Phil Klay's Stereotypes In Redeployment

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“How dark would you have to paint a vet to make him or her beyond sympathy” (Molin,Onward to DC–War Writing at AWP17). After returning from war, a veteran expects one thing which is sympathy. Veterans are stereotyped as these troubled men who are traumatized from the war. Peter Molin challenges this stereotype by questioning what a veteran needs to do to be viewed as more than just a traumatized war hero by saying what can makes a veteran “beyond sympathy.” Veterans are accustomed to being treated with sympathy due to the fact that civilians view them as troubled by the war, which is only a myth. Phil Klay’s book Redeployment challenges this stereotype by showing the readers that a veteran may or may not fall under the “trauma hero” stereotype …show more content…

Klay’s short stories indicate how different war is for every soldier by containing a different narrator and plot for each story. The different stories show all sorts of different emotions such as fear, guilt, helplessness, and loss of oneself. Klay’s book repeatedly emphasizes the message that civilians will never be able understand a soldier’s experience, therefore civilians should reconsider whether sympathy is the proper way to treat a veteran. The idea that civilians must can only understand a veteran if they have experienced war leaves readers to question whether they truly understand a veterans war experience. Through Klay’s short stories “War Stories,” “After Action Report” and “Frago,” his characterization of certain characters, use of situational irony humor, and decision to have different narrators for every story allows civilians to become more familiar with different war experiences providing a better understanding on how war is a different experience for every …show more content…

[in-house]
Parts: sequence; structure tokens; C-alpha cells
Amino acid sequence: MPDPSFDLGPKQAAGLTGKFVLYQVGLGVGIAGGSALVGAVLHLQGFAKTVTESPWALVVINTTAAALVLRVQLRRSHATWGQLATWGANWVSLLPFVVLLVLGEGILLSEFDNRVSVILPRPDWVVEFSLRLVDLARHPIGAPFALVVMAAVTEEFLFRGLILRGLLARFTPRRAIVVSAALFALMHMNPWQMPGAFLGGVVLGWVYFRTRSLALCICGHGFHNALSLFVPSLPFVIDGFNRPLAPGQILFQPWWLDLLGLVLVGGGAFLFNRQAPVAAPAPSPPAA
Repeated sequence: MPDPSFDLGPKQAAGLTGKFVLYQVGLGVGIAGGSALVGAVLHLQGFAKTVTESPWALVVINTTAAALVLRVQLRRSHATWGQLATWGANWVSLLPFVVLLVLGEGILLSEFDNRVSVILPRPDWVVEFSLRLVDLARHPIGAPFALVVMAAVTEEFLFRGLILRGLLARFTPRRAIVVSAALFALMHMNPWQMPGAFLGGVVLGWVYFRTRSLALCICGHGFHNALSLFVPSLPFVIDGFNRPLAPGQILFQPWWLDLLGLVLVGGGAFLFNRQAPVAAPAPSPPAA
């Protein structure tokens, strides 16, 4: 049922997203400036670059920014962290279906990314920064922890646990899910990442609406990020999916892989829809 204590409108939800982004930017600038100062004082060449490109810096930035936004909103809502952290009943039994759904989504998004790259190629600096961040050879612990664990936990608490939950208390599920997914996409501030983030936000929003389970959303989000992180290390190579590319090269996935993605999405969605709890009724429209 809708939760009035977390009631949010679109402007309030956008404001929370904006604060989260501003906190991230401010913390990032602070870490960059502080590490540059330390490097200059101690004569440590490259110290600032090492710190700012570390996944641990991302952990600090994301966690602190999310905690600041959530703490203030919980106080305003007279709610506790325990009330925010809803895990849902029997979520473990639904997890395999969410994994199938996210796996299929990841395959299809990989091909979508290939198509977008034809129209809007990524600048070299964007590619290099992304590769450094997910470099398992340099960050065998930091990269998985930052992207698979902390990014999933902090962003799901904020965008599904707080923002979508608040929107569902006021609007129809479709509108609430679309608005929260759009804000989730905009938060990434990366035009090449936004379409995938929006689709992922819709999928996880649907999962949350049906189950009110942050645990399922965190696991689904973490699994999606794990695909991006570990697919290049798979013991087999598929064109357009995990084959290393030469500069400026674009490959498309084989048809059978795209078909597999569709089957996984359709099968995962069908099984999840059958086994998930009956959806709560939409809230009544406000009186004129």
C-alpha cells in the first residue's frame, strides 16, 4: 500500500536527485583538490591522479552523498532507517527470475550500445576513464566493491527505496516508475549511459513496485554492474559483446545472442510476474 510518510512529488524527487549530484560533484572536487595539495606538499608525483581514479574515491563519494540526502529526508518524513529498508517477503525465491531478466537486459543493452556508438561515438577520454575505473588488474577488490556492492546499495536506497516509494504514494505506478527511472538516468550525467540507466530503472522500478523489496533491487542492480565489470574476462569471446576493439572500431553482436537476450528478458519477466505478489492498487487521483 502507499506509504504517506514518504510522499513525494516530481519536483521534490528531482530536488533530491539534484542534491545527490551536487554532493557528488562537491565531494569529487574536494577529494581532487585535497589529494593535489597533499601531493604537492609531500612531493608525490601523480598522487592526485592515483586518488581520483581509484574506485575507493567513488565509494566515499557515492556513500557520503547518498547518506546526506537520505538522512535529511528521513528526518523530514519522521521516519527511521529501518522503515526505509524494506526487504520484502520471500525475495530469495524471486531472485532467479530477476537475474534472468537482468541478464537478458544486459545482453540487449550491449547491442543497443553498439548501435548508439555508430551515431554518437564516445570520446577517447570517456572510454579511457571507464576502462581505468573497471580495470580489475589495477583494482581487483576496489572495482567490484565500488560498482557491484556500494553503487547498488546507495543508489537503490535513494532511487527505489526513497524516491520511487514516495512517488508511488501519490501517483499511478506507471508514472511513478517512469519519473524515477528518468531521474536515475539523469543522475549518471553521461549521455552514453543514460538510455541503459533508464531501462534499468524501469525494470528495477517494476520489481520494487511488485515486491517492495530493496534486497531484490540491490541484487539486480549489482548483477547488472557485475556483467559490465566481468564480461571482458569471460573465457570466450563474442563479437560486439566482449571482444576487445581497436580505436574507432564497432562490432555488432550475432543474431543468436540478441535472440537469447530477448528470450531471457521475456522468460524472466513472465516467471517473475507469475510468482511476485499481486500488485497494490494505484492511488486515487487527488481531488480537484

The different stories range from veterans on the battlefield to returning home providing the readers with an idea of their different experiences. He allows us to get a feel of what the veterans have been through, and how different war experiences are for each person. For example, one of the stories in Redeployment, “After Action Report” demonstrates what killing someone meant to a soldier. In the dialogue between the Marine Sniper and a journalist, the Journalist questions the marine about how it feels to kill a man. The marine replies, “ ‘Recoil’ That's not quite what I felt, shooting. I felt a kind of thrill”(Klay,47). The marine tells the journalist what the journalist expects of him when killing someone by saying he felt “recoil.” However he reveals to the readers that he enjoyed killing as it was a “thrill” to him. If the marine were to tell the journalist that he enjoyed killing, the journalist would feel uncomfortable with the fact that he enjoys killing. Klay demonstrates situational irony by making the readers think killing is a disgusting feeling to the marine; in reality it brings this marine a thrill. On the contrary, in Klay’s short story “Frago,” the veteran ,Dyer shows excitement at the thought of killing someone in the beginning. However, after Dyer gets his kill we learn how affected he is when he goes around

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